Endeavors did not use conventional Internet domain names. Bolcer says these are not appropriate because of the inherent difficulty of maintaining dynamic domain name server (DNS) allocation. Anyone using Active Directory under Windows will testify that you have to define your DNS structure and stick to it.
Such a file-sharing mechanism is all very well, but it does not really offer anything more than a well-structured network operating system can. Anyone with a basic knowledge of user permissions can set up a system that enables certain people in a virtual team to access files on other's computers.
Distributed processing is a more stimulating application for P2P computing, which was first brought to the public's attention by the now famous Seti@home project. This was launched in May 1999 and employed screensaver client software downloadable over the Internet to "steal" spare clock cycles on client PCs. Volunteers would install the non-intrusive software on their computers to analyse radio data from outer space.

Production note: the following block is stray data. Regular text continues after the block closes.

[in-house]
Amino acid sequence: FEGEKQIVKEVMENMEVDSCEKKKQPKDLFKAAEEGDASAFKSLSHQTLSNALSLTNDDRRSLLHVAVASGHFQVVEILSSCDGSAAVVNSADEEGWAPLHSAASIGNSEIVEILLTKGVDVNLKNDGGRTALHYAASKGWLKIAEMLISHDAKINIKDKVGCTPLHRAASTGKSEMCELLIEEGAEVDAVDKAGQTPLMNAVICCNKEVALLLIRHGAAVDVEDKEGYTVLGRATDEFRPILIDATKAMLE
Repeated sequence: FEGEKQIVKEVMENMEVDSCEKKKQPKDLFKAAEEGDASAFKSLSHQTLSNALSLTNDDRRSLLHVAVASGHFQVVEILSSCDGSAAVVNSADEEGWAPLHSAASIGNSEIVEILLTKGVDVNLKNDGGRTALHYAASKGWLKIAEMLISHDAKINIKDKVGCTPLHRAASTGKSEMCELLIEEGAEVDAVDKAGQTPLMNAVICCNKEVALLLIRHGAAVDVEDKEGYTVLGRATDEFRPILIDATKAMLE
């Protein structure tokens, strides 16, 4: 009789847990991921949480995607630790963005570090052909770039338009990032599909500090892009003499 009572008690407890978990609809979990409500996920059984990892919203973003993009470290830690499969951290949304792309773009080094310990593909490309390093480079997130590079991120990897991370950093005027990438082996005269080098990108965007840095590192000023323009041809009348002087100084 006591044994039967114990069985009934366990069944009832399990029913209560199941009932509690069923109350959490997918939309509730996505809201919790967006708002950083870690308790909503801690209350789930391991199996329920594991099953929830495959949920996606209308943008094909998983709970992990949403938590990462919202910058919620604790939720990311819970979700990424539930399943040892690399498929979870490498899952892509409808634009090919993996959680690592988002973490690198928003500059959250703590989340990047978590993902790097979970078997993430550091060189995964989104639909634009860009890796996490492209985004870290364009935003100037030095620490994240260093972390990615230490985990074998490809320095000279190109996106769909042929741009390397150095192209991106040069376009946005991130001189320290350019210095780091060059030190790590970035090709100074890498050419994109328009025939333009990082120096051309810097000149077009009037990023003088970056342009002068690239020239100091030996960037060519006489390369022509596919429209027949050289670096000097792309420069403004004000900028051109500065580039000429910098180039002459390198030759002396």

A handful of companies have appeared to promote such technology in the commercial field. One such firm is Entropia, which was formed in 1997. The company sells an enterprise software product called Entropia 2000 Enterprise Server. This is a central server that administers segments of tasks to PCs on a corporate network.
Jim Madsen, Entropia chief executive, explains that clients on a network of computers process application queries sent to the Entropia server by an end-user and divide it up into manageable parts. The client software, which takes up several megabytes on the hard drive, comes with a virtual version of the application and a regularly updated dataset to process.